What is the current situation with youth in residential placement?

Juvenile Aftercare

When juveniles have completed a specified period of time in a residential setting, they usually are considered for release by a juvenile paroling authority. If selected, the youth undergo a period of supervision under an appropriate state or community agency. In the adult system, this is referred to as parole; in the juvenile system, it is called aftercare. In 2006, there were 95,000 juveniles on aftercare in various state jurisdictions (American Correctional Association, 2007).


The juvenile justice system is an integrated network of agencies, institutions, and organizations that process juvenile offenders. Its essential components are law enforcement, prosecution and the courts, community and institutional corrections, and aftercare. Considerable diversity exists among states in the structure and operations of the juvenile justice system. State statutes stipulate the maximum age limits for youth used by juvenile courts. The most common maximum age for juvenile court jurisdiction is 17, although maximum age limits of 18, 16, and 15 are found in some states. Lower age limits also vary, with some juvenile courts having no lower age limits. Children under age seven are generally considered to be incapable of formulating criminal intent and are treated by one or more community agencies rather than juvenile courts.

Delinquency is any act committed by a juvenile that would be a crime if committed by an adult. Any criminal act committed by someone who has not reached the age of majority would also define delinquency. A status offense is any act committed by a juvenile that would not be a crime if committed by an adult. Common status offenses include runaway behavior, curfew violation, incorrigibility, and truancy. Several policies have been established to differentiate between status and delinquent offenders. The JJDPA of 1974 was designed to remove status offenders from secure institutions where more hard-core delinquent offenders might be housed. This was called the DSO. The general meaning of DSO is the deinstitutionalization of status offenders from institutions, diverting dependent and neglected children to social services, and divestiture of jurisdiction by juvenile courts over status offenders.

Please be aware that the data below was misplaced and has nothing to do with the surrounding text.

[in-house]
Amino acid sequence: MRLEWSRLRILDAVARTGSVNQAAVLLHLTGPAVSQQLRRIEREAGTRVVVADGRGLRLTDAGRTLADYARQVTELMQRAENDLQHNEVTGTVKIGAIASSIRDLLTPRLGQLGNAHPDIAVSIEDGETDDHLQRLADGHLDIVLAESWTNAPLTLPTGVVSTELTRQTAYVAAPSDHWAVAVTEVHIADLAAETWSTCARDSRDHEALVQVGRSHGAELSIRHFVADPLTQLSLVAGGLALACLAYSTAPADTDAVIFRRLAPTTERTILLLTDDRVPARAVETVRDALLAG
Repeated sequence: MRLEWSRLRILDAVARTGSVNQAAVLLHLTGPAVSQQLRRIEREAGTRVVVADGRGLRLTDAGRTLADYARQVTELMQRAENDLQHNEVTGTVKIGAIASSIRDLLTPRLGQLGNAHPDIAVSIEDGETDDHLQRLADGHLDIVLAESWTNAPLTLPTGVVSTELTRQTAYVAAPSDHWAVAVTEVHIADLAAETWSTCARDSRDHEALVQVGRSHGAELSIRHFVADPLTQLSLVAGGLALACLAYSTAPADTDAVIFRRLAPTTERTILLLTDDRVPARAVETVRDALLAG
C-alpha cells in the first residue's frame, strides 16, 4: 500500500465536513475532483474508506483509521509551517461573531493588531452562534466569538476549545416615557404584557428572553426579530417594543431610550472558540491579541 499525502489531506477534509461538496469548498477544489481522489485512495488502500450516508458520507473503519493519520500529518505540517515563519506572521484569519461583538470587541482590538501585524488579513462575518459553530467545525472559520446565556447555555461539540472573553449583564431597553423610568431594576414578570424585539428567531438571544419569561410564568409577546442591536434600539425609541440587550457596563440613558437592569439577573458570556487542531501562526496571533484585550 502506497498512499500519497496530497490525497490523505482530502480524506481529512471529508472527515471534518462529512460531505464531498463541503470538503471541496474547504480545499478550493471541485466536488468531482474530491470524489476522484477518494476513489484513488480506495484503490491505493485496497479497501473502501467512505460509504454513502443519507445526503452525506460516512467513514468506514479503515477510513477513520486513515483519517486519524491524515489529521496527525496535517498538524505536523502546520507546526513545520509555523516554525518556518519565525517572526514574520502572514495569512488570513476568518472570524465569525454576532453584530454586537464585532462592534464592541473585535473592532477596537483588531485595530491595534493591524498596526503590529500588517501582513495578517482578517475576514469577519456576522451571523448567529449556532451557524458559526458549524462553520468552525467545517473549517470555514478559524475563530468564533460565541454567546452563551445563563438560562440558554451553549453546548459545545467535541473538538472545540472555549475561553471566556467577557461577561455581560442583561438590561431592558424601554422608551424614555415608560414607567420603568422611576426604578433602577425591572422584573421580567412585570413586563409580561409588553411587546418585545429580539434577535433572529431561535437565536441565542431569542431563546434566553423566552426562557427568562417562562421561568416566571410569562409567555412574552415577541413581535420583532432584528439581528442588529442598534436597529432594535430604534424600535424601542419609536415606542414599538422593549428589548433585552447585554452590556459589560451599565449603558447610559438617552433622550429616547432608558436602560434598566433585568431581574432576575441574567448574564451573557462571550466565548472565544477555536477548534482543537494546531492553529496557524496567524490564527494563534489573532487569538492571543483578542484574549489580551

The traditional orientation of juvenile courts has been characterized by the philosophy of parens patriae. This perspective vests juvenile courts with individualized sanctioning powers intended to treat rather than punish youth. During the last 40 years, juvenile courts have become increasingly adversarial, resembling criminal courts. Presently, juvenile courts are due process bodies, influenced significantly by the get-tough movement that espouses more punishment-centered sanctions for juveniles. Despite this get-tough stance, juvenile court judges exhibit philosophical principles that guide their decision making about youth. Judges attempt to balance the aims of due process and justice with individualized treatments and therapies intended to rehabilitate and reintegrate youthful offenders.

The juvenile justice system and the criminal justice system parallel one another in several respects. Juveniles suspected of committing delinquent acts are taken into custody or arrested. Youth are referred to juvenile court by police, school authorities, social service agencies, or parents. These referrals are made whenever juveniles are believed to have violated one or more laws. More than half of all juvenile cases are petitioned; a petition is a formal document seeking a hearing for the juvenile in a juvenile court. An adjudicatory hearing is a formal court proceeding much like a criminal trial. Judges usually impose dispositions on juveniles who have been adjudicated. These include nominal dispositions or verbal warnings, conditional dispositions or probation, and custodial dispositions, which may involve incarceration.